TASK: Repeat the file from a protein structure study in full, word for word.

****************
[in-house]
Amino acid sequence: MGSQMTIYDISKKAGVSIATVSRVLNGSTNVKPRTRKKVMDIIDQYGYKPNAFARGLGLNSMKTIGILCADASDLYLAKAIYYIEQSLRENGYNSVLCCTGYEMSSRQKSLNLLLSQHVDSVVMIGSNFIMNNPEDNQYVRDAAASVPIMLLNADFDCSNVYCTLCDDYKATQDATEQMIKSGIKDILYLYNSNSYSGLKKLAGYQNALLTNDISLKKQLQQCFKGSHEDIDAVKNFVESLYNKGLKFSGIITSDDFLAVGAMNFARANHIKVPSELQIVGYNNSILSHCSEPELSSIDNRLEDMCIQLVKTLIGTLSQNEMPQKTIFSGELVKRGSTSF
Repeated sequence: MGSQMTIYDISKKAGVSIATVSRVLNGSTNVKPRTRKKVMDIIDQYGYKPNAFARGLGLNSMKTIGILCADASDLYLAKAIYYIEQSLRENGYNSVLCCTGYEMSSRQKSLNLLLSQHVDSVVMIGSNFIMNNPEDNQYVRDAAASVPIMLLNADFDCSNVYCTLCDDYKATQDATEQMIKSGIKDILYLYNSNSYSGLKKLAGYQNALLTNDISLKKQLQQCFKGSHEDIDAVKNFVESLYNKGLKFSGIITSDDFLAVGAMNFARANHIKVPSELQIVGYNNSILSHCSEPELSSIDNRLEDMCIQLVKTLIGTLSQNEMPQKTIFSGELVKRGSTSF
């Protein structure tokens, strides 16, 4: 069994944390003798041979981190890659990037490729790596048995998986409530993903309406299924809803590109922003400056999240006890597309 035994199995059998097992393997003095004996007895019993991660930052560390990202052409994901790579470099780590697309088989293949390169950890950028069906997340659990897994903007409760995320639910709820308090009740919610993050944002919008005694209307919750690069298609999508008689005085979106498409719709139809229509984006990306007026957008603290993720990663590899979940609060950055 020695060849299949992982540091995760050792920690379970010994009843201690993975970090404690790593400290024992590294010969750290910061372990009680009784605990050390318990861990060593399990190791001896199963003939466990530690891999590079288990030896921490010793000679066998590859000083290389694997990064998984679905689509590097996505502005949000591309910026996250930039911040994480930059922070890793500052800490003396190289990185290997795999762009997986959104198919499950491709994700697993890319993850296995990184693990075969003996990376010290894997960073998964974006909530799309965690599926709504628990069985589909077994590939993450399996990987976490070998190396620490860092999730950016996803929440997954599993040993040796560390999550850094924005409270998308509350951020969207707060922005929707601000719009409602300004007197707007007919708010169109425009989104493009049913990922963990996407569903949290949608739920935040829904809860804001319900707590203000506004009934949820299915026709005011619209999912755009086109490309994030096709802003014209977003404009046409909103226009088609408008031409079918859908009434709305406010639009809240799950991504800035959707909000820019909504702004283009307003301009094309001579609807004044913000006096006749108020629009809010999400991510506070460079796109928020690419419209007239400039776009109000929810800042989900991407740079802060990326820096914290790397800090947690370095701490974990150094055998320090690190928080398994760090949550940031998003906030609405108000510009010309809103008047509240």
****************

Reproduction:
[in-house]
Amino acid sequence: MGSQMTIYDISKKAGVSIATVSRVLNGSTNVKPRTRKKVMDIIDQYGYKPNAFARGLGLNSMKTIGILCADASDLYLAKAIYYIEQSLRENGYNSVLCCTGYEMSSRQKSLNLLLSQHVDSVVMIGSNFIMNNPEDNQYVRDAAASVPIMLLNADFDCSNVYCTLCDDYKATQDATEQMIKSGIKDILYLYNSNSYSGLKKLAGYQNALLTNDISLKKQLQQCFKGSHEDIDAVKNFVESLYNKGLKFSGIITSDDFLAVGAMNFARANHIKVPSELQIVGYNNSILSHCSEPELSSIDNRLEDMCIQLVKTLIGTLSQNEMPQKTIFSGELVKRGSTSF
Repeated sequence: MGSQMTIYDISKKAGVSIATVSRVLNGSTNVKPRTRKKVMDIIDQYGYKPNAFARGLGLNSMKTIGILCADASDLYLAKAIYYIEQSLRENGYNSVLCCTGYEMSSRQKSLNLLLSQHVDSVVMIGSNFIMNNPEDNQYVRDAAASVPIMLLNADFDCSNVYCTLCDDYKATQDATEQMIKSGIKDILYLYNSNSYSGLKKLAGYQNALLTNDISLKKQLQQCFKGSHEDIDAVKNFVESLYNKGLKFSGIITSDDFLAVGAMNFARANHIKVPSELQIVGYNNSILSHCSEPELSSIDNRLEDMCIQLVKTLIGTLSQNEMPQKTIFSGELVKRGSTSF
């Protein structure tokens, strides 16, 4: 069994944390003798041979981190890659990037490729790596048995998986409530993903309406299924809803590109922003400056999240006890597309 035994199995059998097992393997003095004996007895019993991660930052560390990202052409994901790579470099780590697309088989293949390169950890950028069906997340659990897994903007409760995320639910709820308090009740919610993050944002919008005694209307919750690069298609999508008689005085979106498409719709139809229509984006990306007026957008603290993720990663590899979940609060950055 020695060849299949992982540091995760050792920690379970010994009843201690993975970090404690790593400290024992590294010969750290910061372990009680009784605990050390318990861990060593399990190791001896199963003939466990530690891999590079288990030896921490010793000679066998590859000083290389694997990064998984679905689509590097996505502005949000591309910026996250930039911040994480930059922070890793500052800490003396190289990185290997795999762009997986959104198919499950491709994700697993890319993850296995990184693990075969003996990376010290894997960073998964974006909530799309965690599926709504628990069985589909077994590939993450399996990987976490070998190396620490860092999730950016996803929440997954599993040993040796560390999550850094924005409270998308509350951020969207707060922005929707601000719009409602300004007197707007007919708010169109425009989104493009049913990922963990996407569903949290949608739920935040829904809860804001319900707590203000506004009934949820299915026709005011619209999912755009086109490309994030096709802003014209977003404009046409909103226009088609408008031409079918859908009434709305406010639009809240799950991504800035959707909000820019909504702004283009307003301009094309001579609807004044913000006096006749108020629009809010999400991510506070460079796109928020690419419209007239400039776009109000929810800042989900991407740079802060990326820096914290790397800090947690370095701490974990150094055998320090690190928080398994760090949550940031998003906030609405108000510009010309809103008047509240």